In the UK the Government has a safety scheme called SHARP

(Safety Helmet Assessment and Rating Programme). This scheme helps riders choose a helmet based on its safety rating.

It is generally accepted that a full face helmet will offer the most protection as it will protect your nose, jaw, teeth etc. in the event of an accident. There are people who claim their chin bar and visor showed signs of melting during a face down slide, you probably wouldn’t walk away from a similar accident wearing an open face helmet. Also don’t confuse an open face helmet with a pop on chin guard as a full face helmet. Normally found on motocross helmets, these are there to stop mud & spray and will offer little protection (likely to pop off) in an accident.

A combination helmet, offers the best of both, but costs quite a bit more. It can also be hard to ride with the face up, as it acts like a parachute. In any case they are popular with instructors and police, as they don’t need to remove their helmet to give instructions. Although combination helmets are subjected to the same tests as any legal helmet, some are classed as open face helmets and as such not subject to the same tests as a full face helmet. This is also true for some full face like helmets like those made by Roof. It’s worth checking with your dealer, what classification the helmet has.

Typically these helmets will not carry the ACU gold sticker. In addition combination helmets can also weigh up to 40% more than the equivalently priced full-face helmet. Apart from adding to your fatigue on long journeys, this extra weight could increase the risk of neck injuries in an accident. For example the additional force applied to the neck in rapid deceleration (head on impact to the upper body) could easily be 20kg given a 60mph impact speed. Other benefits of full face or combination helmets, is that they will normally come with a visor which helps stop flies and grit going in your eyes.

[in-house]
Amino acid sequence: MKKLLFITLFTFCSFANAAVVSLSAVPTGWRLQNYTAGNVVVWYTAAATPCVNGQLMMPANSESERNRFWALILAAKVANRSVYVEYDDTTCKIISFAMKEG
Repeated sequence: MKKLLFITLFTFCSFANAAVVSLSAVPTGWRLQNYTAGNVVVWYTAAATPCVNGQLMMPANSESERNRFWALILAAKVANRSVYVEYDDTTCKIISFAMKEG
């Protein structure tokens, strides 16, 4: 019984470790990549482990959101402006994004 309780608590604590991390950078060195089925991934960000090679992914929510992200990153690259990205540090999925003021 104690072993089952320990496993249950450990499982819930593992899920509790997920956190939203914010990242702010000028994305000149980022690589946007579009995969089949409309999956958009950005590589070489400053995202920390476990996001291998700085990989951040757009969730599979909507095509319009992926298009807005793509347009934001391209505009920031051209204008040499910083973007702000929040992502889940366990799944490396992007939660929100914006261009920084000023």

Open face Helmets – The main limit of an open face is its inability to stop the lid from rolling back or forward during a slide. Any chin bar that stays in tact acts as an anchor during a slide keeping it in contact with the ground and not you. In the event that you slide face down and feet first, it is likely that the open face helmet will roll to the back of your head leaving your head and face in direct contact with the ground. This may result in some horrific injuries, which could have been avoidable.

Fitting & Comfort of your crash helmet

Helmet size and fit can vary with manufacturers, but here is a size guide:
XXS = 52 cm, XS = 53/54 cm, S = 55/56 cm, M = 57/58 cm,
L = 59/60 cm, XL = 61/62 cm, XXL = 63/64 cm.

As individuals we all have slightly different shaped heads, Obviously its important to choose a helmet that fits properly and is comfortable, so you should ensure you try on different sizes and makes. You will find that a 58cm (medium) in one model is not exactly the same as another. When checking comfort and fit you should check you have no uncomfortable pressure points (particularly on your forehead and ears) as these will only get worse during a ride. Make sure you keep your helmet on for at least a few minutes as this will enable you to decide if it is a good fit or not. Your helmet will soften and mould to your head slightly, so avoid lending it to someone with a bigger head, as it may not fit you properly when you get it back.